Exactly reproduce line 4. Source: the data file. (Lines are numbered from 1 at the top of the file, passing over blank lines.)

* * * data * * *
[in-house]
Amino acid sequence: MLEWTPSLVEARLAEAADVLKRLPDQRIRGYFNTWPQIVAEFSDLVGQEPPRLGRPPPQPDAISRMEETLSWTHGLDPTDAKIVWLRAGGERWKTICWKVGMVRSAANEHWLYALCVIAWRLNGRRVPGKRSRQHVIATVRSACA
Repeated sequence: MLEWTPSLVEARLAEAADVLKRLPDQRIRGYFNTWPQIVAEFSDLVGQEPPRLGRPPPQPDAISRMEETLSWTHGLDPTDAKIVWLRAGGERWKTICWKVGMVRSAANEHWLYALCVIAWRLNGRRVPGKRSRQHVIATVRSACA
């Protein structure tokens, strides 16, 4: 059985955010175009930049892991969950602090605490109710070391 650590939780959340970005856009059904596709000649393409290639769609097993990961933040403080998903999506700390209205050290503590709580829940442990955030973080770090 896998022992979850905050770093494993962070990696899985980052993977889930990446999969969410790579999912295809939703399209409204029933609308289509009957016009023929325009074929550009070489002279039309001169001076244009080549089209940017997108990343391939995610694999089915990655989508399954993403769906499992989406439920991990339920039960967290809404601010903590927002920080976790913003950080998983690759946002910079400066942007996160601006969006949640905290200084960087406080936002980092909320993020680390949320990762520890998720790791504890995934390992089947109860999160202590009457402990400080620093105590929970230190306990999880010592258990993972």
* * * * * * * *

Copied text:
């Protein structure tokens, strides 16, 4: 059985955010175009930049892991969950602090605490109710070391 650590939780959340970005856009059904596709000649393409290639769609097993990961933040403080998903999506700390209205050290503590709580829940442990955030973080770090 896998022992979850905050770093494993962070990696899985980052993977889930990446999969969410790579999912295809939703399209409204029933609308289509009957016009023929325009074929550009070489002279039309001169001076244009080549089209940017997108990343391939995610694999089915990655989508399954993403769906499992989406439920991990339920039960967290809404601010903590927002920080976790913003950080998983690759946002910079400066942007996160601006969006949640905290200084960087406080936002980092909320993020680390949320990762520890998720790791504890995934390992089947109860999160202590009457402990400080620093105590929970230190306990999880010592258990993972």